Mar. 25 2000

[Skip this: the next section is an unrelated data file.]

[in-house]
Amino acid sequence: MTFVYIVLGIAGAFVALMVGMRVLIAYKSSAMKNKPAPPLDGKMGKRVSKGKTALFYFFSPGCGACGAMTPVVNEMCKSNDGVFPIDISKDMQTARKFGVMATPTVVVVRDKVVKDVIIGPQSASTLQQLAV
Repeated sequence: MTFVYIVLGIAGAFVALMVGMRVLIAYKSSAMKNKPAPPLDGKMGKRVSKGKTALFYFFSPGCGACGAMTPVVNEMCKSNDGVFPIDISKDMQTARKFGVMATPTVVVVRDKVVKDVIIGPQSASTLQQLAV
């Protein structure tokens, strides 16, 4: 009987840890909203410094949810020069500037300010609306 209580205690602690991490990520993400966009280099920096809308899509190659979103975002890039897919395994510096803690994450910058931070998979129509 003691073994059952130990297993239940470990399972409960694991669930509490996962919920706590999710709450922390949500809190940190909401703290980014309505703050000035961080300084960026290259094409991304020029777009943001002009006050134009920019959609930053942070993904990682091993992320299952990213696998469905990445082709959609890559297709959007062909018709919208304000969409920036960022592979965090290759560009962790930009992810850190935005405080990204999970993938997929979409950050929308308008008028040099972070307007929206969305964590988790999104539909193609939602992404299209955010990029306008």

Washington, DC - The President has underscored the urgency of addressing the tobacco epidemic by making this issue the subject of his radio address even in a week when he has worked to bring peace to Southeast Asia and the Middle East. The Supreme Court sent the same urgent message this week when it called tobacco use “perhaps the single most significant threat to public health in the United States.” But the Supreme Court made it clear that only Congress can protect our kids and families from the greatest public health menace of our time. Is Congress finally going to protect our kids, or will they continue to protect Big Tobacco’s profits? That is what this debate is about. It is truly Congress that is going to decide how many more children become addicted to tobacco and how many more people die prematurely as a result. The urgency of the problem requires that Congress put aside partisan bickering and get the job done even in this election year. We already have a bipartisan framework for action in the form of the legislation granting FDA authority over tobacco that was drafted by Senator Bill Frist, endorsed by every major public health group, and included in the 1998 McCain bill. A bipartisan majority of at least 57 senators supported it. There is no reason for delay in reintroducing this legislation and enacting it into law. If Philip Morris and the other tobacco companies are serious about supporting regulation of tobacco, they should line up behind this legislation as well. Three thousand more kids become regular smokers every day, and 1,000 of them will die prematurely as a result. The American people should hold Congress responsible if it fails to act to address this public health crisis.